Dmitry Medvedev spoke with Bloomberg’s Ryan Chilcote on natural gas supplies to China, the political situation in Ukraine and US sanctions against Russia.
Ryan Chilcote: Prime Minister, thank you very much for joining us. President Putin has gone to China. One of the contracts that may be signed there concerns gas, and supplying gas to China. How likely is it that a deal can be done?
Dmitry Medvedev: Good afternoon. I'm glad for the opportunity to be interviewed by Bloomberg once again. It seems just a short time ago that we met in Switzerland. This time, it’s hot in Moscow. It’s nice when the warm weather arrives.
As for gas relations between Russia and China, we have been holding talks on supplies from Russian gas fields to China for quite some time now. There are two possible routes: one is called the Eastern route, and the other the Western route. These were not the easiest talks, since one side always wants to sell for a higher price, while the other wants to buy for a lower price. However, I believe it is very likely that there will be a contract, which means long-term agreements. The sides have agreed that it should be robust strategic cooperation designed to last for many years. The wording will be finalised very soon. I believe it’s time we reached an agreement with the Chinese on this issue.
Ryan Chilcote: The price that China will pay for the gas that Russia supplies it is less than what the average country in the European Union pays. Why does it make sense for Russia to charge China less than European countries? Is it because Russia wants to diversify its export markets?
Dmitry Medvedev: First, and this is very important – we haven’t signed the document yet.
Second, the price is never fixed when it comes to gas cooperation. The price is calculated according to a specific formula, and it depends on the volume of gas sold and the distance it is transported, that is, the pipeline system, that length of pipeline that makes up this transit line. Of course, it depends on the quality of gas, and on other factors, including the replacement of gas with other types of fuel. The calculations are usually based on so-called gasoil, coal or something else. So it is very complicated. This is the second thing.
And finally, third. I am absolutely certain that these prices will be comparable. But clearly, delivering to Europe is one thing and delivering to a new market is another. To attract a new market and to agree on all terms of collaboration, a variety of means is used to stimulate deliveries, including advance payments, bonuses and so on. All these factors are taken into account when establishing rates. I believe that in the long run the price will be fair and totally comparable to the price of European supplies.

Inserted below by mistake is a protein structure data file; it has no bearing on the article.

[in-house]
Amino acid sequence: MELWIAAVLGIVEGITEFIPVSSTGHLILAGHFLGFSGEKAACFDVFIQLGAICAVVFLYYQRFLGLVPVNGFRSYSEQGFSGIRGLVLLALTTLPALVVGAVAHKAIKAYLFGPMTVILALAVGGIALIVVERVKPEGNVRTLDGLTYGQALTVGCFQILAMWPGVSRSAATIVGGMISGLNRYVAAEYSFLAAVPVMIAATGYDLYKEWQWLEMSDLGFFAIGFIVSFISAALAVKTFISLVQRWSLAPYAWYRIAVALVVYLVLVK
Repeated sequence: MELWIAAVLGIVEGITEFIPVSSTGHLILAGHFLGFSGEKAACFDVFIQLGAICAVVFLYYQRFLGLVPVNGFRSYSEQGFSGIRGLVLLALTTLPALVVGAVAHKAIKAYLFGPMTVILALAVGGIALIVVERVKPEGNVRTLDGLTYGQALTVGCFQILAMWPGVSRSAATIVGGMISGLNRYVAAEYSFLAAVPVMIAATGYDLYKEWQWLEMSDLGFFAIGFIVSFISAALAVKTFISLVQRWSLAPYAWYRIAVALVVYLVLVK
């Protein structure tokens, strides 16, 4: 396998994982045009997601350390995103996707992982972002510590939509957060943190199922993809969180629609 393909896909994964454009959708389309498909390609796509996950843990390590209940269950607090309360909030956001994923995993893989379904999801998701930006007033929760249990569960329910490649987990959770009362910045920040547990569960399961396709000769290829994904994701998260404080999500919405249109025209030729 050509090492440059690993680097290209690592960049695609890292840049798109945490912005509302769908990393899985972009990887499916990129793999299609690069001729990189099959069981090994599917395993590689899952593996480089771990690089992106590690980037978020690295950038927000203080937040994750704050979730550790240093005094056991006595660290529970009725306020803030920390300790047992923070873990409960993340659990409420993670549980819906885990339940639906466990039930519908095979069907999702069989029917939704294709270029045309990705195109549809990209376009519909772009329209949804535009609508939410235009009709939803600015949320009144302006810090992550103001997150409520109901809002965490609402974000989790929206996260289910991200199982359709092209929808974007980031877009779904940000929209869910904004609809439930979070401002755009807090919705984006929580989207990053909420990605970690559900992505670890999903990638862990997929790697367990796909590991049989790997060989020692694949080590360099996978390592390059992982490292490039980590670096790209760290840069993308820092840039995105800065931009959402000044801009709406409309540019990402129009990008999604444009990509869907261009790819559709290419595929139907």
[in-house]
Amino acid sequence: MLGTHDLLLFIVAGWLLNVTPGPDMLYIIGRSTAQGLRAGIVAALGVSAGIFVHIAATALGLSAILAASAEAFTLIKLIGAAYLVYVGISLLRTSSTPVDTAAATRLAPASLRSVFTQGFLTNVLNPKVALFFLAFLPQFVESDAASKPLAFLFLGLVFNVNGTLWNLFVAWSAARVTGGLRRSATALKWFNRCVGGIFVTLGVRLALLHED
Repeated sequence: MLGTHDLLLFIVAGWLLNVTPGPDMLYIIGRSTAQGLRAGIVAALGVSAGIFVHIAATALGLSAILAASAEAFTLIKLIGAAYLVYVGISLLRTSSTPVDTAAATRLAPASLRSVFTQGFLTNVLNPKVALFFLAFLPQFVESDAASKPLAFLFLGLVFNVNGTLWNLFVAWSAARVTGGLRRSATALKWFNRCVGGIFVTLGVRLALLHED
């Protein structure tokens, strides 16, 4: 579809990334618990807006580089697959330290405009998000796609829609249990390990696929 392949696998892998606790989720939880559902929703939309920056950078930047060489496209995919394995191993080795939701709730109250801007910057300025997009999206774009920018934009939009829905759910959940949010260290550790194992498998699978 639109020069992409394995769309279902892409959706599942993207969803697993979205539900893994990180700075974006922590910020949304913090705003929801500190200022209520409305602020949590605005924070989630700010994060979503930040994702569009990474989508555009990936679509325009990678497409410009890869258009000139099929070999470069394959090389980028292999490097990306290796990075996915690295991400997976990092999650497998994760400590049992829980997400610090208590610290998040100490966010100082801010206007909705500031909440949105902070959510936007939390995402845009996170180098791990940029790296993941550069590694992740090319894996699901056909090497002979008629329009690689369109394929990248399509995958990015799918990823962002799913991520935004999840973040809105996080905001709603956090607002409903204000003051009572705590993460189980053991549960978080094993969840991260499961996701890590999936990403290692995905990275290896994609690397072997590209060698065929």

Ryan Chilcote: But it's very important for Russia to have China as an export market.
Dmitry Medvedev: Of course, without a doubt. We value our European partners very much. We have worked with them for decades. It is a very important and very valuable market. I want everybody to understand that. On the other hand, we cannot supply our gas to the European market alone, because we have enough for the Asian market, which is the most rapidly developing market, including China, a major economy.
Ryan Chilcote: Especially if Western Europe, the European Union, is constantly saying that they want to diversify away from Russian gas, right?
Dmitry Medvedev: No.
Ryan Chilcote: This is a way of handling your problem with western European threats to diversify from Russian gas.
Dmitry Medvedev: It’s not because we attach much importance to statements of this kind. First, each country or group of countries, including the European Union, has the right to diversify their supply sources. This is true. But we don’t attach much importance to this simply because, so far, there is no viable alternative in sight to Russian supplies. We just happen to think that we, as a major energy-supplying power, must have an opportunity to deliver gas not only to Europe but also to Asia. We are benefitting from this. Today, I wouldn’t look for politics behind this, but I have no doubt that supplying energy to the Asia Pacific Region holds out a great promise in future. More than that, we have enough capacities and enough gas to send supplies via both the eastern and the western routes. But even if we look at the worst prospect – purely theoretically – any undelivered European gas supplies can be sent to China by the eastern route. But that, let me stress this point again, is so far an absolutely theoretical possibility.
Ryan Chilcote: If western Europe was to move away from Russian supplies…